Yesterday I was busy in the kitchen. My friends and I always watch The Amazing Race together but last Sunday I stayed home and watched the Academy Awards instead. We DVR’ed the race so last night was race night. We have a weekly tradition. We take turns making appetizers and desserts and play games before the race. We play Phase 10, a card game, and Sorry, the best game we know. I’ve been playing it since I was a kid, and I introduced it to friends who now love the game or hate it depending upon what happens. It is often cause for cursing, something I never did as a kid but probably wanted to but didn’t dare.

To get the food ready for the games, I spent a good part of the day chopping, slicing and mixing. It was my turn for appetizers. I made pineapple salsa, fried ravioli and quesadillas. They were all delicious, but the salsa with the quesadillas was spectacular, says I the chef. I used a red, yellow and green pepper, onion and some cumin fried together, mixed three different cheeses then used it all to fill the quesadillas which were then baked. I was a chopping maniac for the pineapple salsa. It had fresh pineapple, a tomato, red onion, a jalapeño pepper and chopped parsley. It was worth the effort and the backache.

The salsa and quesadillas are now on the list of foods for summer if it ever comes.

“The whole point of the week is the weekend.”

May 25, 2013

Last night I again fell asleep to the sound of the rain, but it was far gentler than the torrential rain of the night before so I didn’t need to shut my window. The rain has left the day chilly and damp. More rain is expected later. My grass has grown to such a monumental height several snakes could be hiding in it.

I need to get out of the house. It has been two days of staying home and watching bad movies, really bad movies, all the way through to the end. The worst by far was Dino Wolf. The plot was simple: human DNA was mixed with a prehistoric dire wolf skeleton and resulted in a hybrid monster with a taste for human flesh. The monster was the best actor in the movie, and it had no lines, just a lot of snarling and grunting. I sort of recognized one of the human actors but couldn’t come up with his name. It was Gil Gerard. I’d fire my agent if I were Gil.

I have a high tolerance for bad movies. They make me laugh. My sister Moe shares the same fondness for B movies. Each Christmas we try to out-do each other in finding and gifting the worst movie. Last year I gave her The Lost Skeleton of Cadavra, a favorite of mine, and the year before I gave her the Christmas movie Santa Claus made in 1959 in Mexico. Santa lives in outer space and is helped by Merlin. He goes to Earth and must defeat the devil who is bothering poor little Lupita. My sister has been out-done the last two years. I think nothing will ever be worse than Santa Claus. In the comment section I’ll leave the link to YouTube and the movie. I watched it all the way through when I bought it. I wanted to see if Santa would win!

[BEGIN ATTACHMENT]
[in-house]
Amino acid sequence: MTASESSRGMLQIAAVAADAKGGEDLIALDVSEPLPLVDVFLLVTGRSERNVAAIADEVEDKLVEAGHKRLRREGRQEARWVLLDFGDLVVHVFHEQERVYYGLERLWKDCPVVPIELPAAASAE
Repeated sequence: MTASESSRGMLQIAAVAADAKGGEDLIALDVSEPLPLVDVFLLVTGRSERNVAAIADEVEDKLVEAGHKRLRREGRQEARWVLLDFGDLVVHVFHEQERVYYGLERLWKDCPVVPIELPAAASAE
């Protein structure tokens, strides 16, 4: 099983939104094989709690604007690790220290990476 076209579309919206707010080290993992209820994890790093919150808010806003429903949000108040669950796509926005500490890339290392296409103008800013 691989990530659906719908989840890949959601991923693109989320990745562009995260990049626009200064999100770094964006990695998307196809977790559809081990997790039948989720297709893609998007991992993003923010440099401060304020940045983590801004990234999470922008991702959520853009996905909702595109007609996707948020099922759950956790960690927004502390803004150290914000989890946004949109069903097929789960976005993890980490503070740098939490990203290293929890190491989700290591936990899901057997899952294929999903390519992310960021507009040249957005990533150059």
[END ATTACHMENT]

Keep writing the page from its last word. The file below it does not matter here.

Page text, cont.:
The bridges are filled with on-coming cars this morning. I have no idea why. The weather is supposed to be bad today and tomorrow, but it seems the weekenders are not deterred. Next door, at the rental, there are two cars from New York. They come every year for this weekend and usually sit on the deck and party a bit, but they won’t this year. As for me, I’m staying off the main roads. They’ll be clogged with people looking for something to do. Gracie and I will meander on the side roads with no destination in mind. It’s the meandering we want.

“We may sit in our library and yet be in all quarters of the earth.”

April 8, 2013

The day is a delight with sunny skies and a temperature in the high 50’s. Gracie has been out all morning. I will join her in a bit as the feeders need filling, and I need sun.

Today I am tired and bored. Nothing piques my interest. New books on my iPad are just waiting to be read, but I’m not in the mood. I have to go to Hyannis this afternoon for a Cat scan on my back, and I’m bemoaning the trek as if I have a continent to cross. The Red Sox have their home opener at 2, and I will probably watch the festivities. This is unusual for me, this bout of ennui.

The dog woke me up this morning with her intruder bark. I opened the front door and saw my landscaper fertilizing the lawn. We chatted a little bit about the moss which is taking over for a part of the grass. He says he’ll take care of it. I have a feeling I hit the highlight of my day, a conversation about moss. Later I got to thinking how I opened the door without a second thought. If I were the throw away character in a horror movie, a creature would have been in the yard hunting for breakfast. I’d run screaming and Gracie would bark. I’d get eaten and she’d survive by running out the back door. Good thing it was my landscaper.